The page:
6:00 PM

Reception Lodge Great Room

7:00 PM

Group Dining River Rock Grill

8:30 PM

Group Gathering Lodge Great Room

FRIDAY, MARCH 13, 2020 8:00 AM 8:30 AM 10:00 AM 10:15 AM NOON

Breakfast HOT Ideas! Break Panel Discussion 2020 Better Newspaper Advertising Awards Luncheon

Guest Speaker Bill Ostendorf is president and founder of Creative Circle Media Solutions, a network of talent he has been building for more than 30 years. An energetic and entertaining speaker, he has been featured at hundreds of industry conferences in 23 countries. He has a BSJ in magazine writing and an MSJ in newspaper reporting and management, from Northwestern University’s Medill School of Journalism, and was trained as a reporter. He aspired to be a columnist, but quickly moved from reporting to editing to design. “My bosses kept asking me if I could take pictures, manage the photo department, design pages or redesign papers,” he said. “I kept saying ‘yes’ to these new assignments when I probably should have said ‘no.’ But I developed a passion for helping people avoid all the mistakes I had to suffer through learning on the job.” Bill has become an innovator in finding new ways for newspapers and other media companies to grow their revenues, especially online. He has led redesigns of more than 650 publications and more than 300 web sites. He lives in Massachusetts with his wife, Fran.

Arkansas Press Association

2020 Ad Conference Sign Up Today!

Newspaper:________________________________________________________________________________ Mailing Address:_____________________________________________________________________________ City/State/Zip:_______________________________________________________________________________ Phone:_______________________ Fax:__________________________ Email: _________________________ Attendee Name: 1. _____________________________________________________________________________________ 2. _____________________________________________________________________________________ 3. _____________________________________________________________________________________ 4. _____________________________________________________________________________________ Please list any additional names on a separate sheet.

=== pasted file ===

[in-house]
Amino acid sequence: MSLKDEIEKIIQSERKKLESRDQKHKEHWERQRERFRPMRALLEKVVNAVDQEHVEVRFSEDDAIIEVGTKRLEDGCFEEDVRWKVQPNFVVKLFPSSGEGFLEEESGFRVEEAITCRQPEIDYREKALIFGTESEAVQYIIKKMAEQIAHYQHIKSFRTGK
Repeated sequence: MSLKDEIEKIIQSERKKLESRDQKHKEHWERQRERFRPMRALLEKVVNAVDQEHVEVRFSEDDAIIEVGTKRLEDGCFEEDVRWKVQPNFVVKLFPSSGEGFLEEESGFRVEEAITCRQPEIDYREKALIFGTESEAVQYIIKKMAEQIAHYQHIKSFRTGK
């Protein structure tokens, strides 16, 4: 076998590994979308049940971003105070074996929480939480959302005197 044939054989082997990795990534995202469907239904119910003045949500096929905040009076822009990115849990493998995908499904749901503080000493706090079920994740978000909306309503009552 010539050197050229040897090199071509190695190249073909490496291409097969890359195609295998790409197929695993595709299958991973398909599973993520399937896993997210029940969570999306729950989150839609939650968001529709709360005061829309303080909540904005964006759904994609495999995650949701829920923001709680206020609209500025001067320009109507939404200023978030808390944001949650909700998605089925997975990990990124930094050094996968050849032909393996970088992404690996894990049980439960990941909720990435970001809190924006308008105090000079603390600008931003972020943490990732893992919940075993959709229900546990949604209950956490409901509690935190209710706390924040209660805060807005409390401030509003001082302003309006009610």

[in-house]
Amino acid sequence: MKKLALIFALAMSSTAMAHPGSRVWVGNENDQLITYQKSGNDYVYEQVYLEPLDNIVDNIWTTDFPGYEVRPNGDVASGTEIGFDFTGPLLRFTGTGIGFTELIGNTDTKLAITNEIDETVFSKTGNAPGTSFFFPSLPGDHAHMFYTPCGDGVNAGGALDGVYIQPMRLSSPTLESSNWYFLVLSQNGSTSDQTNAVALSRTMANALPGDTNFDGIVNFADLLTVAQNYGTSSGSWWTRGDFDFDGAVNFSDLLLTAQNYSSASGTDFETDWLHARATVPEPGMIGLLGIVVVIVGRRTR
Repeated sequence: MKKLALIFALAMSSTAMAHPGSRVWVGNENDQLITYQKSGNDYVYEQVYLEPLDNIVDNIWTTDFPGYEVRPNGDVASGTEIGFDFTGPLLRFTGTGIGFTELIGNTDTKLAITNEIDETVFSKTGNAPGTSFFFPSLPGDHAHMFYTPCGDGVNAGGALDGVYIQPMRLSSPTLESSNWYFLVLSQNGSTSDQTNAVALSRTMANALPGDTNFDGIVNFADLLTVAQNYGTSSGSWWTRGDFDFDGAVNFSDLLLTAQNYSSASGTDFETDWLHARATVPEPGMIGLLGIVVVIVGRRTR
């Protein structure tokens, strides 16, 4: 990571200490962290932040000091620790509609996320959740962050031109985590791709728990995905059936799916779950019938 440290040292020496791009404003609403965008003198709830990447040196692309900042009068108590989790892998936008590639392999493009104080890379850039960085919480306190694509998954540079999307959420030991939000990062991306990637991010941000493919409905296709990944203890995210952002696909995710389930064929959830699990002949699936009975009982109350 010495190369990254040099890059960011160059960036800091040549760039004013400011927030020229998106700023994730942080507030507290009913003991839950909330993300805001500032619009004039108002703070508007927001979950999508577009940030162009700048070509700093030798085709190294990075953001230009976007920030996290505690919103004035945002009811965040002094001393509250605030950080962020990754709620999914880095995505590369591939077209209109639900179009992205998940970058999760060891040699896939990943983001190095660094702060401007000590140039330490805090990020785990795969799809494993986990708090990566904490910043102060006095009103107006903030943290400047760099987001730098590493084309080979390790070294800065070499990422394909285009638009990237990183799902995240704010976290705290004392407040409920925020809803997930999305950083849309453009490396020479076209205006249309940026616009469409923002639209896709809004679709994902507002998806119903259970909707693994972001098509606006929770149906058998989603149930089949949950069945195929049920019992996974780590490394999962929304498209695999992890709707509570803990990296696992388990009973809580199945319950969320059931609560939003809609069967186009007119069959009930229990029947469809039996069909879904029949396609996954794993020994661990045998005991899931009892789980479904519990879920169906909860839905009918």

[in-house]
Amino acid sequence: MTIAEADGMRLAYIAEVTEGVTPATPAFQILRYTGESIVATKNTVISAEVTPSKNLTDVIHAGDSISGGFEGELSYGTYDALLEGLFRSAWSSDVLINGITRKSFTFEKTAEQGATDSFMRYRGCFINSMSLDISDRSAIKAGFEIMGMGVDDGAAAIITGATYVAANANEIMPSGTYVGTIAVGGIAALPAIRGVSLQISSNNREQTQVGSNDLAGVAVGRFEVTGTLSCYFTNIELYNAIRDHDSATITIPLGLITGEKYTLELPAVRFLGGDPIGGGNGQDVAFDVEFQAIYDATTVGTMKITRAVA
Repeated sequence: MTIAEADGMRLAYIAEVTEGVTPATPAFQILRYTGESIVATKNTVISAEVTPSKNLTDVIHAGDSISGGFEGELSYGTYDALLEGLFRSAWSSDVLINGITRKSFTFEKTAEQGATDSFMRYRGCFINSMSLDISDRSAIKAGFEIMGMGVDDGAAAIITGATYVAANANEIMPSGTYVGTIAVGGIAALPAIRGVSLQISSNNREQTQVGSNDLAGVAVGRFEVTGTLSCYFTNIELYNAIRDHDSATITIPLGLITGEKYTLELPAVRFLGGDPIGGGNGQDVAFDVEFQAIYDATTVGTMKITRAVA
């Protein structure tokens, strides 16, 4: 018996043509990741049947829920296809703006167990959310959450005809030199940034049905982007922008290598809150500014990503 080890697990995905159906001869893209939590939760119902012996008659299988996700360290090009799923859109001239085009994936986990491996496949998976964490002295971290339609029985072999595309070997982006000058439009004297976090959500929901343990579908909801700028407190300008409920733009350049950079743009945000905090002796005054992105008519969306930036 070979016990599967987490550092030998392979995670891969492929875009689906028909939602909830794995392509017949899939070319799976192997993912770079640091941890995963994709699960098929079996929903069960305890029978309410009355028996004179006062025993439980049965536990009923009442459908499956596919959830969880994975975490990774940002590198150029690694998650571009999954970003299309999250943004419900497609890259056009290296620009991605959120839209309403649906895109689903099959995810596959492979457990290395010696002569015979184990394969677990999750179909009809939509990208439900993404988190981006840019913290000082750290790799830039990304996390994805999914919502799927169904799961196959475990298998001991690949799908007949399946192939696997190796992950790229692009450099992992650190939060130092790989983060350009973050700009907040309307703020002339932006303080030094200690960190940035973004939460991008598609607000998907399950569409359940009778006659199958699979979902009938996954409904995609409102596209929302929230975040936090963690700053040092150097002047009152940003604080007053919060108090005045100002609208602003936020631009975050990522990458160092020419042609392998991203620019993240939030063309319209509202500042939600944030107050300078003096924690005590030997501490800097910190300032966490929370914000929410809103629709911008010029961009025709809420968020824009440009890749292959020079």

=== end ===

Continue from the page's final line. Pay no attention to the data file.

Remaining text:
Conference Fee ($125) Includes: Reception, Thursday Dinner, Breaks, Friday Breakfast, Awards Banquet, and all Conference Materials. Total Attendees: x $125 Full Conference Fee $ x $115 Hotel Room $ x $40 Awards (Friday Lunch Only) $ x $50 Thursday Session Only $ TOTAL $ Payment Options: Check Enclosed

Circle One

Person 1: Person 2:

Room 2: Double / King

Person 1:

Person 2:

Room 3: Double / King

Bill Me

Circle One

Circle One

Person 1:

Credit Card # Expiration Date

Room 1: Double / King


Person 2:

Please list any additional names on a separate sheet.

Register online at http://www.arkansaspress.org/event/2020AdConference or send registration and payment by Friday, March 6 to: Arkansas Press Association, 411 South Victory, Little Rock, AR 72201 or Fax 501.374.7509.

Profile for Arkansas Press Association

Arkansas Publisher Weekly: March 5, 2020  

The Arkansas Publisher Weekly is the only direct source for late-breaking news regarding Arkansas' newspapers and related industries. Publis...

Arkansas Publisher Weekly: March 5, 2020  

The Arkansas Publisher Weekly is the only direct source for late-breaking news regarding Arkansas' newspapers and related industries. Publis...